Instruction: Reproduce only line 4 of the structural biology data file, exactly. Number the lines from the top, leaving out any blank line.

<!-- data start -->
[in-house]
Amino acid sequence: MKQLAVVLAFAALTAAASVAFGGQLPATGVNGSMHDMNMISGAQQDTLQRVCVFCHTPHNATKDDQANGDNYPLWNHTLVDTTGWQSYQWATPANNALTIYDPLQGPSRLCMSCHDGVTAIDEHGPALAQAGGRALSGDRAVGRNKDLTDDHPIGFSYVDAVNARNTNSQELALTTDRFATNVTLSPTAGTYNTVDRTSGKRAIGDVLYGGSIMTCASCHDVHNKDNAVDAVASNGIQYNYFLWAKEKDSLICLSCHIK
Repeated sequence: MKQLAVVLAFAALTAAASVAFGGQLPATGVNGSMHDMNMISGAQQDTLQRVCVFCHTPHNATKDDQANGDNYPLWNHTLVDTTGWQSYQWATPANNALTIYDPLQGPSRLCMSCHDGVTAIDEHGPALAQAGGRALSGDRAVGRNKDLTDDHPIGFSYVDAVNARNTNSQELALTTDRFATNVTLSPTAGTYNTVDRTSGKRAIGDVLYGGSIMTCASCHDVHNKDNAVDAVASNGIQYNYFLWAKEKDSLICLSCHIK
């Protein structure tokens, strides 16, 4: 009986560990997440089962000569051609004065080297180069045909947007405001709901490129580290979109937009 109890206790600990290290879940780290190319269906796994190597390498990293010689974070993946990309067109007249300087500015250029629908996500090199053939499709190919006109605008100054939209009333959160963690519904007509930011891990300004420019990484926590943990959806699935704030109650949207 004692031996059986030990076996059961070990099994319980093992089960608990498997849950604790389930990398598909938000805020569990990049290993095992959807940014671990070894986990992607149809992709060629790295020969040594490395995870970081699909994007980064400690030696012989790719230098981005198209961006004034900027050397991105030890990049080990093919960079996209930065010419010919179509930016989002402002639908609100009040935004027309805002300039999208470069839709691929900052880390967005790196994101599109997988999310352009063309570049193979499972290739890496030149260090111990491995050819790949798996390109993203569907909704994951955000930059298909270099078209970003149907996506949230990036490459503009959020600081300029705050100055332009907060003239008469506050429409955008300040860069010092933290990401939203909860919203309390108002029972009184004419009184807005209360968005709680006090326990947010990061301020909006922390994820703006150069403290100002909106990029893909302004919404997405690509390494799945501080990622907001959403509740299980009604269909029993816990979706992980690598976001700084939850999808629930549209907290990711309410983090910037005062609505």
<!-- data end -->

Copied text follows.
């Protein structure tokens, strides 16, 4: 009986560990997440089962000569051609004065080297180069045909947007405001709901490129580290979109937009 109890206790600990290290879940780290190319269906796994190597390498990293010689974070993946990309067109007249300087500015250029629908996500090199053939499709190919006109605008100054939209009333959160963690519904007509930011891990300004420019990484926590943990959806699935704030109650949207 004692031996059986030990076996059961070990099994319980093992089960608990498997849950604790389930990398598909938000805020569990990049290993095992959807940014671990070894986990992607149809992709060629790295020969040594490395995870970081699909994007980064400690030696012989790719230098981005198209961006004034900027050397991105030890990049080990093919960079996209930065010419010919179509930016989002402002639908609100009040935004027309805002300039999208470069839709691929900052880390967005790196994101599109997988999310352009063309570049193979499972290739890496030149260090111990491995050819790949798996390109993203569907909704994951955000930059298909270099078209970003149907996506949230990036490459503009959020600081300029705050100055332009907060003239008469506050429409955008300040860069010092933290990401939203909860919203309390108002029972009184004419009184807005209360968005709680006090326990947010990061301020909006922390994820703006150069403290100002909106990029893909302004919404997405690509390494799945501080990622907001959403509740299980009604269909029993816990979706992980690598976001700084939850999808629930549209907290990711309410983090910037005062609505």